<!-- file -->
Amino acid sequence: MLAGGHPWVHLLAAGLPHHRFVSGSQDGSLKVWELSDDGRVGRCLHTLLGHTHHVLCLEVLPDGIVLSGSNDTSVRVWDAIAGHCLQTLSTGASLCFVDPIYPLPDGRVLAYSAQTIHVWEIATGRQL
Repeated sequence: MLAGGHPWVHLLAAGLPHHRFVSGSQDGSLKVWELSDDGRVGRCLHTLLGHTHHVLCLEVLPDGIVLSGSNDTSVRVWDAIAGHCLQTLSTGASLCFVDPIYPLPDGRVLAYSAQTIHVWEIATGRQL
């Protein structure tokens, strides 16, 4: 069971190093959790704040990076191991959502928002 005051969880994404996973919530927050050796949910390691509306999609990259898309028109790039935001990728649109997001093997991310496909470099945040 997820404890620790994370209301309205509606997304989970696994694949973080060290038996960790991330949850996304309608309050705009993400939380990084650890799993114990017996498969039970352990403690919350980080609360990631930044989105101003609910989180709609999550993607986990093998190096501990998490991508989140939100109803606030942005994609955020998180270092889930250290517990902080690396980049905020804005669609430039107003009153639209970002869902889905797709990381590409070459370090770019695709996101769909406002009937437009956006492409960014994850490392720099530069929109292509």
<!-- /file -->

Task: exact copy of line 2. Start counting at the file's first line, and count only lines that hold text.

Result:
Repeated sequence: MLAGGHPWVHLLAAGLPHHRFVSGSQDGSLKVWELSDDGRVGRCLHTLLGHTHHVLCLEVLPDGIVLSGSNDTSVRVWDAIAGHCLQTLSTGASLCFVDPIYPLPDGRVLAYSAQTIHVWEIATGRQL